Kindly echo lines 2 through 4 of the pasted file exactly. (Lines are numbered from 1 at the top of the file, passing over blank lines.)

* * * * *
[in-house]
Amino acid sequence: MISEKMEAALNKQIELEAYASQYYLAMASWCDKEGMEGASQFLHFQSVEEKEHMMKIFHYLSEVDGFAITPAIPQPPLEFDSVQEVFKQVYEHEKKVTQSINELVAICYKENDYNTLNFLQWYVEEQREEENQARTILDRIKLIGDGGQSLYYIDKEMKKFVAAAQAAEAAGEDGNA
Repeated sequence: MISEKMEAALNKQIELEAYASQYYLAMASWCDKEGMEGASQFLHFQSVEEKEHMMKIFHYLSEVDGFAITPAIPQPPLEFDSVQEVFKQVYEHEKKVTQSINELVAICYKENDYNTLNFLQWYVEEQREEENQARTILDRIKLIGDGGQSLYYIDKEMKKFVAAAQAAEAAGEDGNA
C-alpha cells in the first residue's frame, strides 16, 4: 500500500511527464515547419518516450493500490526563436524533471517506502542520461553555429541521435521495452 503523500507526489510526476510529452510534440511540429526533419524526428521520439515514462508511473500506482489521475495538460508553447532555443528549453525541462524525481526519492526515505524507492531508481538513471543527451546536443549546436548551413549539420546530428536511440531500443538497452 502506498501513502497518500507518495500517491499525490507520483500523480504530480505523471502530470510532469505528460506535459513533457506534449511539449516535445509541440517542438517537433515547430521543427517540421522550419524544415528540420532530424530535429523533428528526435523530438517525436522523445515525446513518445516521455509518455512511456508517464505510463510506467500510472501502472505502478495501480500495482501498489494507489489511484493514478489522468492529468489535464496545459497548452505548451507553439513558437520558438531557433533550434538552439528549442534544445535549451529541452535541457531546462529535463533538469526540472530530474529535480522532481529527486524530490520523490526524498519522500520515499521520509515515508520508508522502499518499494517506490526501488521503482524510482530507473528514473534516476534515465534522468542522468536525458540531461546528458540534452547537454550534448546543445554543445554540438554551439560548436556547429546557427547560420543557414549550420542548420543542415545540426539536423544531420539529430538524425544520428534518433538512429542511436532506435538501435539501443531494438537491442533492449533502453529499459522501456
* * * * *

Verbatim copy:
Amino acid sequence: MISEKMEAALNKQIELEAYASQYYLAMASWCDKEGMEGASQFLHFQSVEEKEHMMKIFHYLSEVDGFAITPAIPQPPLEFDSVQEVFKQVYEHEKKVTQSINELVAICYKENDYNTLNFLQWYVEEQREEENQARTILDRIKLIGDGGQSLYYIDKEMKKFVAAAQAAEAAGEDGNA
Repeated sequence: MISEKMEAALNKQIELEAYASQYYLAMASWCDKEGMEGASQFLHFQSVEEKEHMMKIFHYLSEVDGFAITPAIPQPPLEFDSVQEVFKQVYEHEKKVTQSINELVAICYKENDYNTLNFLQWYVEEQREEENQARTILDRIKLIGDGGQSLYYIDKEMKKFVAAAQAAEAAGEDGNA
C-alpha cells in the first residue's frame, strides 16, 4: 500500500511527464515547419518516450493500490526563436524533471517506502542520461553555429541521435521495452 503523500507526489510526476510529452510534440511540429526533419524526428521520439515514462508511473500506482489521475495538460508553447532555443528549453525541462524525481526519492526515505524507492531508481538513471543527451546536443549546436548551413549539420546530428536511440531500443538497452 502506498501513502497518500507518495500517491499525490507520483500523480504530480505523471502530470510532469505528460506535459513533457506534449511539449516535445509541440517542438517537433515547430521543427517540421522550419524544415528540420532530424530535429523533428528526435523530438517525436522523445515525446513518445516521455509518455512511456508517464505510463510506467500510472501502472505502478495501480500495482501498489494507489489511484493514478489522468492529468489535464496545459497548452505548451507553439513558437520558438531557433533550434538552439528549442534544445535549451529541452535541457531546462529535463533538469526540472530530474529535480522532481529527486524530490520523490526524498519522500520515499521520509515515508520508508522502499518499494517506490526501488521503482524510482530507473528514473534516476534515465534522468542522468536525458540531461546528458540534452547537454550534448546543445554543445554540438554551439560548436556547429546557427547560420543557414549550420542548420543542415545540426539536423544531420539529430538524425544520428534518433538512429542511436532506435538501435539501443531494438537491442533492449533502453529499459522501456